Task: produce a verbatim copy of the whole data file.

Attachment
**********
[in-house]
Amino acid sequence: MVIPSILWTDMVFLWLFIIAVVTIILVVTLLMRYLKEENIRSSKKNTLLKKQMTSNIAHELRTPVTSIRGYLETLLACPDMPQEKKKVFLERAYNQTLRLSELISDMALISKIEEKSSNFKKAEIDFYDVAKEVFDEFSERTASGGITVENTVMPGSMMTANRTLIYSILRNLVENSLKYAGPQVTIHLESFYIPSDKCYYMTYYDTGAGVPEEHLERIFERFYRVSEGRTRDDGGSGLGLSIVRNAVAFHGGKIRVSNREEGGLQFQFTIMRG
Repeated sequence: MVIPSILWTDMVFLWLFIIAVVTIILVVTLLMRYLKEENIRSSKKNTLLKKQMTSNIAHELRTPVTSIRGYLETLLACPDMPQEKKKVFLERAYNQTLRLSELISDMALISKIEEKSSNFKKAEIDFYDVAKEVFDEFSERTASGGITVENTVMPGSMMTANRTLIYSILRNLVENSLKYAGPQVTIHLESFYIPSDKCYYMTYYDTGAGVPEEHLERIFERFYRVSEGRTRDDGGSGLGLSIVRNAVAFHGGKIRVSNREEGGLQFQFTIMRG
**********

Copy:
[in-house]
Amino acid sequence: MVIPSILWTDMVFLWLFIIAVVTIILVVTLLMRYLKEENIRSSKKNTLLKKQMTSNIAHELRTPVTSIRGYLETLLACPDMPQEKKKVFLERAYNQTLRLSELISDMALISKIEEKSSNFKKAEIDFYDVAKEVFDEFSERTASGGITVENTVMPGSMMTANRTLIYSILRNLVENSLKYAGPQVTIHLESFYIPSDKCYYMTYYDTGAGVPEEHLERIFERFYRVSEGRTRDDGGSGLGLSIVRNAVAFHGGKIRVSNREEGGLQFQFTIMRG
Repeated sequence: MVIPSILWTDMVFLWLFIIAVVTIILVVTLLMRYLKEENIRSSKKNTLLKKQMTSNIAHELRTPVTSIRGYLETLLACPDMPQEKKKVFLERAYNQTLRLSELISDMALISKIEEKSSNFKKAEIDFYDVAKEVFDEFSERTASGGITVENTVMPGSMMTANRTLIYSILRNLVENSLKYAGPQVTIHLESFYIPSDKCYYMTYYDTGAGVPEEHLERIFERFYRVSEGRTRDDGGSGLGLSIVRNAVAFHGGKIRVSNREEGGLQFQFTIMRG